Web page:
Dukinfield Bridge

Stayley Bridge

Stayley Hall

Hyde Hall - Hyde

Dukinfield Hall

Fairfield Moravian Settlement



SATURDAY 9th JUNE 2018 at 11.00am
St Michael & All Angels Parish Church, Church St, Ashton-under-Lyne, OL6 6XJ

St Michael & All Angels is the original parish for a large area around Ashton-under-Lyne with the first recorded reference to a building on this site in 1262 but it is thought that there was a church here before 1066. It is likely that St Michael's is the other local church mentioned in the Domesday Book alongside what is now Manchester Cathedral. The present building traditionally dates from 1413 but much of the structure was altered and re-built in Victorian times-the tower of 1886-88 by Joseph S Crowther is said to be based on that of Manchester Cathedral.

The building is in the Perpendicular style with the large windows associated with that style. St Michael's windows hold what are thought to be the best surviving examples of 15th Century glass in the country. The glass includes twenty panels based on the life of St Helena and these panels are the most ambitious surviving example of the St Helena cycle. They were the gift of the Assheton family between 1497 and 1512 and were originally in the east window being moved to the south aisle in1872. The east window was filled with new lass by James Ballantyne & Sons of Edinburgh.

The 1840's interior furnishings provide a rare surviving example of a late auditory arrangement with box pews facing a three-decker pulpit which is placed part way along the north aisle arcade with the pews to the east of it facing it with their backs to the chancel. The present woodwork, particularly the pulpit, contains timber and carving from an earlier arrangement. The organ is by William Hill & Son of London and was built in1845 and enlarged in 1889. St Michael's was the venue for one of the Society's very early visits in 2007 but the Friends of St Michael's have invited to re-visit to see work completed over the last ten years or so.

SATURDAY - 29th SEPTEMBER 2018 at 11.00am

The church was built in1937 to designs by architect, R.S. Nickson. Red brick with a high blue brick plinth and low pitch copper roofs. Modern style with Scandinavian influences. Tall chancel, east vestries and rooms, nave with aisles, west baptistery and north west campanile. Mainly tall narrow metal-framed windows. The east end is blank with incised cross high in the gable. Tall triple windows to sides of chancel with much lower vestries and rooms surrounding it. The aisles also have tall windows and there is a narrow clerestory above, which has a long row of small windows emphasising the horizontal line. The aisles project beyond the west end where there are four tall windows to the gable wall. The baptistery is below. There is an entrance in the south west corner and in the north west corner is the campanile. This has an entrance on the west side then an arched window above and then tall blank walling up to the bell stage which is stepped-in, white-washed, and has tall bell openings.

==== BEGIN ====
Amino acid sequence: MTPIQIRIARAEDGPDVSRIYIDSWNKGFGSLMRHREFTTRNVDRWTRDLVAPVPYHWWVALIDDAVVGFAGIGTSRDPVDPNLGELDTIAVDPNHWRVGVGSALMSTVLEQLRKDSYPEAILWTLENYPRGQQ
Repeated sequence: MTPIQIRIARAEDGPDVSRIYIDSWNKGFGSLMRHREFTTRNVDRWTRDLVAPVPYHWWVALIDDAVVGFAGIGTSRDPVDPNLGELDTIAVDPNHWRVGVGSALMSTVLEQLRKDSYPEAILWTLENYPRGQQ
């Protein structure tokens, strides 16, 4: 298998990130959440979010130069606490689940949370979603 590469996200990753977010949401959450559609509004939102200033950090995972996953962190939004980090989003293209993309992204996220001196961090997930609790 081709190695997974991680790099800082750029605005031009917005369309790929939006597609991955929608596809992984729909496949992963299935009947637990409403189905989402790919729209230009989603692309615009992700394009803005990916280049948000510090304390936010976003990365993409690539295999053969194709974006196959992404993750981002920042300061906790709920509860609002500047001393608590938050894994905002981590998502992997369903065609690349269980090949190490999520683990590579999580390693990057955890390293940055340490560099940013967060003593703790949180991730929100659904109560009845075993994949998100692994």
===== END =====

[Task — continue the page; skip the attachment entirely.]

The high soaring chancel is lit from either side and has a round arch to the nave. The long nave was partitioned at halfway in 1987 but the square nave piers all survive supporting the clerestory and nave roof. This has massive partly decorated tie beams and the roof is partly shallow canted. Some contemporary fittings survive. This fine and impressive design remains effective although the partition has divided the nave. It was published in 50 Modern Churches, Incorporated Church Building Society, London, 1945, p.70-3. Revd Brian Hartley GREATER MANCHESTER CHURCHES PESERVATION SOCIETY www.manchesterchurches.btck.co.uk

Makes a note of the dates, - come along, - bring a friend & a packed lunch ALL ARE WELCOME

Revd Brian Hartley - Chair & Secretary
The Greater Manchester Churches Preservation Society
21 Penryn Avenue
Tel: 01706 849132
Website: www.manchesterchurches.btck.co.uk